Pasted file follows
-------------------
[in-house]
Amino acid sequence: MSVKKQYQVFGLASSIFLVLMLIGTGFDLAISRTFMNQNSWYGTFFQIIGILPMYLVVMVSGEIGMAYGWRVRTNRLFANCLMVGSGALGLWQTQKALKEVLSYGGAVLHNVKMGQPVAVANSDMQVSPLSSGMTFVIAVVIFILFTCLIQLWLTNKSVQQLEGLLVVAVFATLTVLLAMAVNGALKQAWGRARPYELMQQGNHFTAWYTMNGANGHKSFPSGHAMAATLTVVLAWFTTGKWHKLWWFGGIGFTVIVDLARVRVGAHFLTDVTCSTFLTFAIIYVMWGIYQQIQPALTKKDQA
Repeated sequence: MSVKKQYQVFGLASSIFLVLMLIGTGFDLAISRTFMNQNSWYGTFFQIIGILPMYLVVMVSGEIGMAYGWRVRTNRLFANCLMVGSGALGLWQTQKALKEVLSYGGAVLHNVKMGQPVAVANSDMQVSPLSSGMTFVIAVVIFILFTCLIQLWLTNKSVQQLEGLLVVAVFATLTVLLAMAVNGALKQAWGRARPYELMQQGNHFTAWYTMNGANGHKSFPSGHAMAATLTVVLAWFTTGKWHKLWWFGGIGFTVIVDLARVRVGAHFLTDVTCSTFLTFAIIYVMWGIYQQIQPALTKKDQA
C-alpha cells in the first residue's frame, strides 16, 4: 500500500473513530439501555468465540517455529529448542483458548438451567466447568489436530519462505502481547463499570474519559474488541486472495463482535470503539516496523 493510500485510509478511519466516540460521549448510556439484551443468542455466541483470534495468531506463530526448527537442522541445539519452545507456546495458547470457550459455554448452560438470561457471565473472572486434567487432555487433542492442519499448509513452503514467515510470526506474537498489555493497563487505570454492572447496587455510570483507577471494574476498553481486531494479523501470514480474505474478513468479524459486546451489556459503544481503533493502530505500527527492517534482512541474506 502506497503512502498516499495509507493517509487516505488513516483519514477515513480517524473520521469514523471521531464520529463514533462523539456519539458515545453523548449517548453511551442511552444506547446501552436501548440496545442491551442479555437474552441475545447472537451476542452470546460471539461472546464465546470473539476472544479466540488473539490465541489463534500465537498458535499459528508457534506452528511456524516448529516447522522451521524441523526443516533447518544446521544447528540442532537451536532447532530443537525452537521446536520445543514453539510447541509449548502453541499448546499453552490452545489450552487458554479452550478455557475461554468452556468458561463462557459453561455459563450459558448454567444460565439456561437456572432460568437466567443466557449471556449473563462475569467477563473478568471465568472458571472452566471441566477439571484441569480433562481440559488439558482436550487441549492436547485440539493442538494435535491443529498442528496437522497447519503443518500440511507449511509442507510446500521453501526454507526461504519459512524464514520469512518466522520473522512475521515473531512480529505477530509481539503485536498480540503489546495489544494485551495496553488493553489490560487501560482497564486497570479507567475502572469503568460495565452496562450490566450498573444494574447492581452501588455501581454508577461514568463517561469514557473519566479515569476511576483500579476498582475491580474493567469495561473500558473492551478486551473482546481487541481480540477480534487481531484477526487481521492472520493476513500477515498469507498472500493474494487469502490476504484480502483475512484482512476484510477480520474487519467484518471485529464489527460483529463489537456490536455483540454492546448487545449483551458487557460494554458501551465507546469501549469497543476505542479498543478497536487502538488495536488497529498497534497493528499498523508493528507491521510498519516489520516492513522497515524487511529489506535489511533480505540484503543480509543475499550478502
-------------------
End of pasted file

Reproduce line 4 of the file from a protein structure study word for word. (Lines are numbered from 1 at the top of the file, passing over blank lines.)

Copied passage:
C-alpha cells in the first residue's frame, strides 16, 4: 500500500473513530439501555468465540517455529529448542483458548438451567466447568489436530519462505502481547463499570474519559474488541486472495463482535470503539516496523 493510500485510509478511519466516540460521549448510556439484551443468542455466541483470534495468531506463530526448527537442522541445539519452545507456546495458547470457550459455554448452560438470561457471565473472572486434567487432555487433542492442519499448509513452503514467515510470526506474537498489555493497563487505570454492572447496587455510570483507577471494574476498553481486531494479523501470514480474505474478513468479524459486546451489556459503544481503533493502530505500527527492517534482512541474506 502506497503512502498516499495509507493517509487516505488513516483519514477515513480517524473520521469514523471521531464520529463514533462523539456519539458515545453523548449517548453511551442511552444506547446501552436501548440496545442491551442479555437474552441475545447472537451476542452470546460471539461472546464465546470473539476472544479466540488473539490465541489463534500465537498458535499459528508457534506452528511456524516448529516447522522451521524441523526443516533447518544446521544447528540442532537451536532447532530443537525452537521446536520445543514453539510447541509449548502453541499448546499453552490452545489450552487458554479452550478455557475461554468452556468458561463462557459453561455459563450459558448454567444460565439456561437456572432460568437466567443466557449471556449473563462475569467477563473478568471465568472458571472452566471441566477439571484441569480433562481440559488439558482436550487441549492436547485440539493442538494435535491443529498442528496437522497447519503443518500440511507449511509442507510446500521453501526454507526461504519459512524464514520469512518466522520473522512475521515473531512480529505477530509481539503485536498480540503489546495489544494485551495496553488493553489490560487501560482497564486497570479507567475502572469503568460495565452496562450490566450498573444494574447492581452501588455501581454508577461514568463517561469514557473519566479515569476511576483500579476498582475491580474493567469495561473500558473492551478486551473482546481487541481480540477480534487481531484477526487481521492472520493476513500477515498469507498472500493474494487469502490476504484480502483475512484482512476484510477480520474487519467484518471485529464489527460483529463489537456490536455483540454492546448487545449483551458487557460494554458501551465507546469501549469497543476505542479498543478497536487502538488495536488497529498497534497493528499498523508493528507491521510498519516489520516492513522497515524487511529489506535489511533480505540484503543480509543475499550478502